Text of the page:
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In the Spirit: Catholic diocese changes process for baptism of children of same-sex couples

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catholic baptism file photo

Pictured here is a baptism inside St. Christopher Cathedral in Havana, Cuba, in an undated photo.

The Madison Catholic Diocese is altering the way it handles requests for the baptisms of children of same-sex couples, though the significance of the change is not entirely clear.

The process now will be centralized, with requests coordinated through the office of the vicar general, the bishop’s second in command, in consultation with parish priests. Previously, such decisions were left largely to priestly discretion and sensitivity.

Priests were notified of the change in a memo in early May from Monsignor James Bartylla, the diocese’s vicar general. A copy of Bartylla’s memo was given to the State Journal, though by a third party, not a priest.

The new approach comes as the Roman Catholic Church grapples with the issue internationally. An April 5 baptism in Argentina of a baby being raised by her biological mother and the woman’s lesbian partner kicked up a controversy.

The baptism angered some Catholics, who saw it as the church’s tacit endorsement of gay relationships. The two women were photographed kissing in the cathedral following the ceremony. The diocese’s archbishop said the church was not endorsing the gay lifestyle, saying, “Baptism is the right of every human person.”

The change in the Madison diocese appears unconnected to recent court action on gay marriage in the state. A federal judge ruled Wisconsin’s ban on gay marriage unconstitutional on June 6, weeks after the memo was sent to priests.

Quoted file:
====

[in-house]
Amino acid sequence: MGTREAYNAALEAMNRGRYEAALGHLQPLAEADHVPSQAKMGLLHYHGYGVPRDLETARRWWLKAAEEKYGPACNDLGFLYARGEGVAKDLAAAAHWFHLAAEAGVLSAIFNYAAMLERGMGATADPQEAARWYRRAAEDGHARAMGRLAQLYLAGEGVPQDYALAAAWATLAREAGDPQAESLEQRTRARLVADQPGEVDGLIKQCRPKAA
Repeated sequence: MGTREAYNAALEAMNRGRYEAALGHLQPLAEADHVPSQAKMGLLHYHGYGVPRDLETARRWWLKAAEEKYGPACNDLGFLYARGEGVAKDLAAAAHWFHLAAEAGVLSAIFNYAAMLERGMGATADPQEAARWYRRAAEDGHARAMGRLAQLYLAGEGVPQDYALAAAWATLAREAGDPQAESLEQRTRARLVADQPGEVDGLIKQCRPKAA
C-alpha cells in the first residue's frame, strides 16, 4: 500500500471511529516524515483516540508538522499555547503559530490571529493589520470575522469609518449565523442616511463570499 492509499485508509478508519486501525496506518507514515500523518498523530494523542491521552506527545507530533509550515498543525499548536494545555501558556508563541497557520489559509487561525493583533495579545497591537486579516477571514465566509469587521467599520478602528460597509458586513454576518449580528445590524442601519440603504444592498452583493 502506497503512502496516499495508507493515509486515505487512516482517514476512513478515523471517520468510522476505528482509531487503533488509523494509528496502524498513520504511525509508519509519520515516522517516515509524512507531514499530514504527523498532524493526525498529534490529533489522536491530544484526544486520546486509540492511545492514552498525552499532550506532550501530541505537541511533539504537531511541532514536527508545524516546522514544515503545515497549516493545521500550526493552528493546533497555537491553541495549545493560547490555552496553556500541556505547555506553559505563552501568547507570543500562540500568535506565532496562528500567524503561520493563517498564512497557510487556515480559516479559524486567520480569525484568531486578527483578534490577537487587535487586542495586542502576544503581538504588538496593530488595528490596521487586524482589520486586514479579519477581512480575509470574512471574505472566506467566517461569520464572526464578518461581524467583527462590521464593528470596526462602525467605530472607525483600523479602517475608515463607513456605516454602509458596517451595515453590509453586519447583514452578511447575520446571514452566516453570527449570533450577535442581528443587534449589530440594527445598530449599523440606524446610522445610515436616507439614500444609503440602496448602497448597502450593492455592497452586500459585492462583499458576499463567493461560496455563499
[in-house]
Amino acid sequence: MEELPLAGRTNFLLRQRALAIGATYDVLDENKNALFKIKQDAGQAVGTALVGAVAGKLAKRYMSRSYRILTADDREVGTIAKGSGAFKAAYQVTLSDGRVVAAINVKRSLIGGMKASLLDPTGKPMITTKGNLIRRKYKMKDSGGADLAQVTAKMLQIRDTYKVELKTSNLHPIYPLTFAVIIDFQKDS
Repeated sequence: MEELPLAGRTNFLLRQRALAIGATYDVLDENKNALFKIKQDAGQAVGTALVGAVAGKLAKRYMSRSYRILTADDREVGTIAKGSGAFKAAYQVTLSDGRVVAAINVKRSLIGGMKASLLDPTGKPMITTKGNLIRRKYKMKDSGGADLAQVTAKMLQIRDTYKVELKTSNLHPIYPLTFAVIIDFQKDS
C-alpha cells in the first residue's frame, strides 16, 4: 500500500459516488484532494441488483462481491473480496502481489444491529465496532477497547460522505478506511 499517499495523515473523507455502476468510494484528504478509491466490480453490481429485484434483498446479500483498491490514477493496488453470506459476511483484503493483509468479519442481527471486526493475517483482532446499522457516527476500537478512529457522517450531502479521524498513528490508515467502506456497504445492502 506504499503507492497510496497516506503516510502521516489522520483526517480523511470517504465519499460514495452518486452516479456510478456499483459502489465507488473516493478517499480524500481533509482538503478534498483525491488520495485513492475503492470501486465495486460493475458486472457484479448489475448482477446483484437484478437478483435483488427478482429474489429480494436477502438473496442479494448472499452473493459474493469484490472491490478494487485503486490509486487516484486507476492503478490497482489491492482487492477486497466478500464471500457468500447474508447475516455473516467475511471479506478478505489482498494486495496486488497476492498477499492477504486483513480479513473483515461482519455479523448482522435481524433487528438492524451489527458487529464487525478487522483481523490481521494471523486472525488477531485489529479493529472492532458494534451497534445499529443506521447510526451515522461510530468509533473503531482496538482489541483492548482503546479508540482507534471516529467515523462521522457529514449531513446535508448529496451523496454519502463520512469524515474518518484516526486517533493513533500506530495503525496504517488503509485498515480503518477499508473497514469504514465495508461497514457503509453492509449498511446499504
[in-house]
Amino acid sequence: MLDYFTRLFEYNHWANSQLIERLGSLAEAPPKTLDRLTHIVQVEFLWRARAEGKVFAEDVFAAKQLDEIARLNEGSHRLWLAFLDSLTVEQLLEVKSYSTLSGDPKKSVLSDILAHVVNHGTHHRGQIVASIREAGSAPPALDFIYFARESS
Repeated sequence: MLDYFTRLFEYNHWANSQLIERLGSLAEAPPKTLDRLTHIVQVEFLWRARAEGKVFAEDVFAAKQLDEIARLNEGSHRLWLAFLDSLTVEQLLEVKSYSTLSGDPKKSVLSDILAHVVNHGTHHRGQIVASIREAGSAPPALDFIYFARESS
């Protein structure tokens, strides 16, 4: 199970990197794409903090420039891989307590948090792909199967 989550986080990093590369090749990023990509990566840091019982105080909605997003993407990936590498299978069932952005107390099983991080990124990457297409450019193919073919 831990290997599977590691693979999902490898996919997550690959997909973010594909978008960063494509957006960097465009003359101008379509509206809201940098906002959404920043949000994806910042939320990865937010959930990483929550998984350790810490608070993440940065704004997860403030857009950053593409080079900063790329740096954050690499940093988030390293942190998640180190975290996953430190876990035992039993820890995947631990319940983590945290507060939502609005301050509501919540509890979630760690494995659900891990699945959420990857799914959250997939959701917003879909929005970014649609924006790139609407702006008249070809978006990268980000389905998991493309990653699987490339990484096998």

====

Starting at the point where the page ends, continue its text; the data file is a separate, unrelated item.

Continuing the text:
Diocesan spokesman Brent King declined to make Bartylla available for an interview to discuss how the new approach would work. Bartylla issued the memo to priests with an expectation of confidentiality, King said. For Bartylla to then discuss the issue publicly “would be a poor precedent to set,” King said.

But on the central question of whether the change would alter the number of babies baptized, King responded in an email, “If a parent is sincere in presenting a child for baptism, no. We believe that baptism is the entrance into a new life in Christ and His Church, open to all.”

In the memo, Bartylla says there are “a plethora of difficulties, challenges, and considerations associated with these unnatural unions (including scandal) linked with the baptism of a child, and such considerations touch upon theology, canon law, pastoral approach, liturgical adaptation, and sacramental recording.”

Thus, he concludes, “please seek consultation and coordination with the office of the vicar general, since each case must be evaluated individually.”

Priests I spoke with wondered what criteria would be used to evaluate such cases. One priest did not think the memo was newsworthy, reasoning that very few same-sex couples with children attend Catholic parishes in the diocese. Other priests told me such baptisms, while infrequent, have occurred.

In the Catholic faith, baptism is a sacrament of immense significance, the “basis of the whole Christian life,” according to the church’s official teachings. Catholics are taught that the baptism of infants removes original sin, or the inclination toward evil.

“In general, the Catholic church does not punish the child for the sins of the parents,” Thomas Reese, a senior analyst for the National Catholic Reporter, told me. “As archbishop of Buenos Aires, (Pope) Francis got angry at priests who would not baptize children born out of wedlock. I would presume the same principle applies here.”

In a May homily, the pope seemed to take the argument to its logical extreme, suggesting lightheartedly that the church should baptize a Martian if one asked.

King, in his email, said each request would be handled on a case-by-case basis, yet the overall tone of his comments seemed to suggest the diocese would be more inclined to baptize than not.

“As is the case with any child, outside the situation of danger of death, when a parent, or the person who lawfully holds their place, gives consent to and presents the child for baptism, and where there is reasonable hope that the child will be brought up in the Catholic faith, that child will be baptized,” King said. “If such hope is truly lacking, the baptism is to be deferred.”

The diocese wants “everyone to receive this most important sacrament,” King said, “and we are dealing with this sensitive matter prudently, for the child’s sake and the integrity of this most sacred sacrament.”

You can reach reporter Doug Erickson at or 608-252-6149.


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